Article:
Not everyone is impressed.

“For the most part, these ideas are recycled from the glory days of the 1980s, and one by one, the Department of Energy stopped funding those concepts,” says Edward Morse, a nuclear engineer at the University of California, Berkeley. “It’s fortunate that the investors who are quoted in these reports are very rich people. They may not miss the money.”

But the start-ups insist they’re adding new twists to those decades-old principles. They plan to use computer simulations, innovative engineering and an entrepreneurial mindset to leapfrog the government projects.

General Fusion injects magnetized rings of plasma into a liquid metal vortex that is squeezed by pistons.

General Fusion

“You can’t do what we do for a million bucks,” says Michl Binderbauer, chief technology officer for Tri Alpha Energy, a fusion research company headquartered in Foothill Ranch, Calif. “There’s a certain level of capital expense that comes with doing frontier science.… But I don’t believe it takes billions of dollars. I really don’t.”

A big-money power play

If perfected, fusion power technology could be worth trillions.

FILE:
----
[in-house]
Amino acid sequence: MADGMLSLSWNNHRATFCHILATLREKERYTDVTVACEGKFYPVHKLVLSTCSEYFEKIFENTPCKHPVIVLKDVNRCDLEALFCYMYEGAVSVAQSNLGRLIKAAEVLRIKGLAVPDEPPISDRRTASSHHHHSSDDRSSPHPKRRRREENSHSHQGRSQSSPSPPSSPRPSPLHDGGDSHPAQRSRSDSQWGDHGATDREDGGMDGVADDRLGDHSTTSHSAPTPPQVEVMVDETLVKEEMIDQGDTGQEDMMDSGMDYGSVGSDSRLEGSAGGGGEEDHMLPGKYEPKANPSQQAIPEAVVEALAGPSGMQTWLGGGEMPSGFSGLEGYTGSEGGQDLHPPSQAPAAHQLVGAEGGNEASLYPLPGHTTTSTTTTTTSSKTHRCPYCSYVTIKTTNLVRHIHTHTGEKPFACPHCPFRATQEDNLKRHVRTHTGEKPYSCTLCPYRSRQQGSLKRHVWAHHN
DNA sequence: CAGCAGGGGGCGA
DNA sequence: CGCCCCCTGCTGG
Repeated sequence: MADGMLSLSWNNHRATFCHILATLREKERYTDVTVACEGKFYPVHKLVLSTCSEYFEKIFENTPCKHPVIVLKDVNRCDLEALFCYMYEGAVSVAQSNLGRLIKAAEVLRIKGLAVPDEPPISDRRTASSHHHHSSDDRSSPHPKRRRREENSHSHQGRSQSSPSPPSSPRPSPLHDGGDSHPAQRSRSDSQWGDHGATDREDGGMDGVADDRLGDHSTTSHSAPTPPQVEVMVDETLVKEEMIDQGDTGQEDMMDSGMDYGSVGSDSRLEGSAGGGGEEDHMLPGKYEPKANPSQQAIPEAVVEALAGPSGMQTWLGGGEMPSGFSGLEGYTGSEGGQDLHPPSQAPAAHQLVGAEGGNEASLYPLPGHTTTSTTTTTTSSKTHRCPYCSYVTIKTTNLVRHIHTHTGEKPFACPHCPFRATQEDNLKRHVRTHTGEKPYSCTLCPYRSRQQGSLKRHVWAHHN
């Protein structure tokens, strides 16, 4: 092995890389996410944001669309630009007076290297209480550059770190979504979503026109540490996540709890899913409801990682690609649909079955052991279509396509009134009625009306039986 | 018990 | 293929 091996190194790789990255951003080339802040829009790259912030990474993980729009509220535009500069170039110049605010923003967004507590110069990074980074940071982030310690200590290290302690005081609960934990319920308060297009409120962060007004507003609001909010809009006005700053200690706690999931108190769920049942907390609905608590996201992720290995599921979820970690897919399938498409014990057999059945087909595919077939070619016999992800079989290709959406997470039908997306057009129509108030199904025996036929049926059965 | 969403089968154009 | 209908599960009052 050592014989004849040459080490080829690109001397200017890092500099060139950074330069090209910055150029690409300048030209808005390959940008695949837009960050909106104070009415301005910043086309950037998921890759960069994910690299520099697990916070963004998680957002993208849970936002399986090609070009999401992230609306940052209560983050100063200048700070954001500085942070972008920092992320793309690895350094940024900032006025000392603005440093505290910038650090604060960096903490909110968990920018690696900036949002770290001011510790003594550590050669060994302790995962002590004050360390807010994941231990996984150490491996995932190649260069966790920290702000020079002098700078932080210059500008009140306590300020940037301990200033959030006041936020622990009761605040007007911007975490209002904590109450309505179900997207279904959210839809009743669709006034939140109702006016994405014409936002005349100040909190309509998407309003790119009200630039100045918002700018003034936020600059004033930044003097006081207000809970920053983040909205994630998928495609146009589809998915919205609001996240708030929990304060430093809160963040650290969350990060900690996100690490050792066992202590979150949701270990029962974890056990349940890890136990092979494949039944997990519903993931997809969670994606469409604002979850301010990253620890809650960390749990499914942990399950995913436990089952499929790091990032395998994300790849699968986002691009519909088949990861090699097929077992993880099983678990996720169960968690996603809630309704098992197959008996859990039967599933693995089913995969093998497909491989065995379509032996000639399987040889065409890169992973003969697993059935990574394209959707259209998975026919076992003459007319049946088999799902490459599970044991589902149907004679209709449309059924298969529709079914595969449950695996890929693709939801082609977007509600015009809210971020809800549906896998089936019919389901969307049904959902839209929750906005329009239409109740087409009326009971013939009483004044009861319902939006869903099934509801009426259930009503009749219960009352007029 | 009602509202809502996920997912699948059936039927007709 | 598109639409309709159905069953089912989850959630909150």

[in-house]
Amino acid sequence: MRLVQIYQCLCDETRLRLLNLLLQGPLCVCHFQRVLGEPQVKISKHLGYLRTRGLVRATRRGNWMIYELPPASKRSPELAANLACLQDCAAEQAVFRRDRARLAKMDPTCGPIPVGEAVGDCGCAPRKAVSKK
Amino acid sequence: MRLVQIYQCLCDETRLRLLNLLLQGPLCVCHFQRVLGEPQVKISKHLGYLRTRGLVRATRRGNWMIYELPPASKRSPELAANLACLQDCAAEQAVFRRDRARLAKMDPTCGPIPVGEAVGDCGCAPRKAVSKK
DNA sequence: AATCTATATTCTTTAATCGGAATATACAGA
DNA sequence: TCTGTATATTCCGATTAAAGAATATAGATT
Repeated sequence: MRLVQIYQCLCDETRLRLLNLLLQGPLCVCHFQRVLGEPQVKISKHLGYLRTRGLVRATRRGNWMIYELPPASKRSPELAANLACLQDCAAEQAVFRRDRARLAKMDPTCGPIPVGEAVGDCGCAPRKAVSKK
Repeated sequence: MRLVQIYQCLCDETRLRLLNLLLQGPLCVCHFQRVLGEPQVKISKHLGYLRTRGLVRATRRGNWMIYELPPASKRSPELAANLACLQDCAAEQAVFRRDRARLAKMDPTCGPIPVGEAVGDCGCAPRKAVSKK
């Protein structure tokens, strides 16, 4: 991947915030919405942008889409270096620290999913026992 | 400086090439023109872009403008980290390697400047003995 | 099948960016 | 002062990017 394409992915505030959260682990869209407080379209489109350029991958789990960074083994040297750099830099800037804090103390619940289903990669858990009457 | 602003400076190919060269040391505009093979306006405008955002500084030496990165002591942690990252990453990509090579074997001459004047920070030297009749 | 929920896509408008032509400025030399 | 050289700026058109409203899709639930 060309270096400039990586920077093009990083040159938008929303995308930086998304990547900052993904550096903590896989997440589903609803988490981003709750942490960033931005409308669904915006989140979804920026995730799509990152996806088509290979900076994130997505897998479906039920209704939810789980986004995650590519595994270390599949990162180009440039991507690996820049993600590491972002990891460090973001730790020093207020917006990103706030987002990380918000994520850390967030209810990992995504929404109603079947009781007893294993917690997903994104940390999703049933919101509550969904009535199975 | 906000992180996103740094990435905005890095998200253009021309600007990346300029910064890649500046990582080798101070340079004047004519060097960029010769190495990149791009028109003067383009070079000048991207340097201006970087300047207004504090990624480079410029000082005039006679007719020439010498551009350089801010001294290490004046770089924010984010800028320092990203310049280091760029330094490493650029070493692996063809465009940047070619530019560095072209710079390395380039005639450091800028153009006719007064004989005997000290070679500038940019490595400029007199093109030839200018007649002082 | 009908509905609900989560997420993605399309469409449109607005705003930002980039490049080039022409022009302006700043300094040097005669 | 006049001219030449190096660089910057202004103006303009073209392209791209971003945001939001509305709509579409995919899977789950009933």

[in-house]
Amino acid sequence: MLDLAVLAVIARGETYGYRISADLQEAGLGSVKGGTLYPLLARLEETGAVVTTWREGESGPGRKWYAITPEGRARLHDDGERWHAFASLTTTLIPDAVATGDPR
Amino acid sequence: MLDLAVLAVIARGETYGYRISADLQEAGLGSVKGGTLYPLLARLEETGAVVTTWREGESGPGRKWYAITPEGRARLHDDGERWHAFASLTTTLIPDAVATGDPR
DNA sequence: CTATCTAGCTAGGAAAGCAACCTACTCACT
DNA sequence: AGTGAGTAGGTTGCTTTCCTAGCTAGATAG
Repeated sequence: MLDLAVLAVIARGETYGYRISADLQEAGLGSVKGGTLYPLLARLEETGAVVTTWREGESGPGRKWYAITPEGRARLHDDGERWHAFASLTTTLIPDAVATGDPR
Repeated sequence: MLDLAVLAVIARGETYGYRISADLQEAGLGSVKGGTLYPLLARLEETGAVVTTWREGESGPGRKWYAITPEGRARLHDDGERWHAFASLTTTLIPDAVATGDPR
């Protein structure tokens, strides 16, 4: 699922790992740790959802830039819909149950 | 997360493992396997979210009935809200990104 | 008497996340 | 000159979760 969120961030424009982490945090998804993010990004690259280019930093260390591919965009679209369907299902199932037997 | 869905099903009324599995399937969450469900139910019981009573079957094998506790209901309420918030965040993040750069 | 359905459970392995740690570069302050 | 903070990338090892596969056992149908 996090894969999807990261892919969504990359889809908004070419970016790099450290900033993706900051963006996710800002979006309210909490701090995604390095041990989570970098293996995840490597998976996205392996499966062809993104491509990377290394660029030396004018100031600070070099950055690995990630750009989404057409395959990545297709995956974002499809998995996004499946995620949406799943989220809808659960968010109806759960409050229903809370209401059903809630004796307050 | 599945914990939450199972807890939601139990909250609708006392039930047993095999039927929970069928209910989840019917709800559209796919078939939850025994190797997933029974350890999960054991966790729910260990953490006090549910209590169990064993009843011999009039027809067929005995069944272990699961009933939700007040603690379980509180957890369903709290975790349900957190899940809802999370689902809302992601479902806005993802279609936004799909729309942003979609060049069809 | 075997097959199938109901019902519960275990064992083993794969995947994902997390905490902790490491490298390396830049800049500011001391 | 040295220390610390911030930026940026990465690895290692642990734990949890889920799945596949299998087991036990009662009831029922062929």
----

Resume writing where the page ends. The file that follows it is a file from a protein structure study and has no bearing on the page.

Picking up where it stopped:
Fusion power has several advantages over nuclear fission power, in which heavy atomic nuclei release energy upon splitting. The best-known fusion fuel, the heavy hydrogen isotope deuterium, can be extracted from seawater. There’d be no worries about long-lived highly radioactive waste, and a fusion reactor keeps so little fuel inside that it would naturally stop if something went wrong — avoiding the risk of a Fukushima-style meltdown or Chernobyl-style radiation leak.

Fusion power also eliminates worries about the fossil fuel emissions that are warming Earth’s climate. It would be a renewable energy source like solar and wind power, with some extra advantages. The reactors could be put anywhere to provide 24/7 power; no need for strong winds or bright sunshine.

“It really does have all the benefits you could ever want from a renewable energy source,” says Nathan Gilliland, General Fusion’s CEO. “One kilogram of hydrogen fuel has the same amount of energy as 10 million kilograms of coal. You’d have abundant fuel for hundreds of millions, billions of years.”

It’s that kind of enormous potential that has brought money pouring in to solve the fusion puzzle. Dozens of projects — from Astron to ZETA — have flowered and faded. The biggest project on the horizon is the ITER experimental reactor in Cadarache, France, which is backed by the United States and 34 other nations. ITER’s price tag and construction timetable have both ballooned beyond original estimates. The project is now due for completion in the mid-2020s at an estimated cost of $20 billion.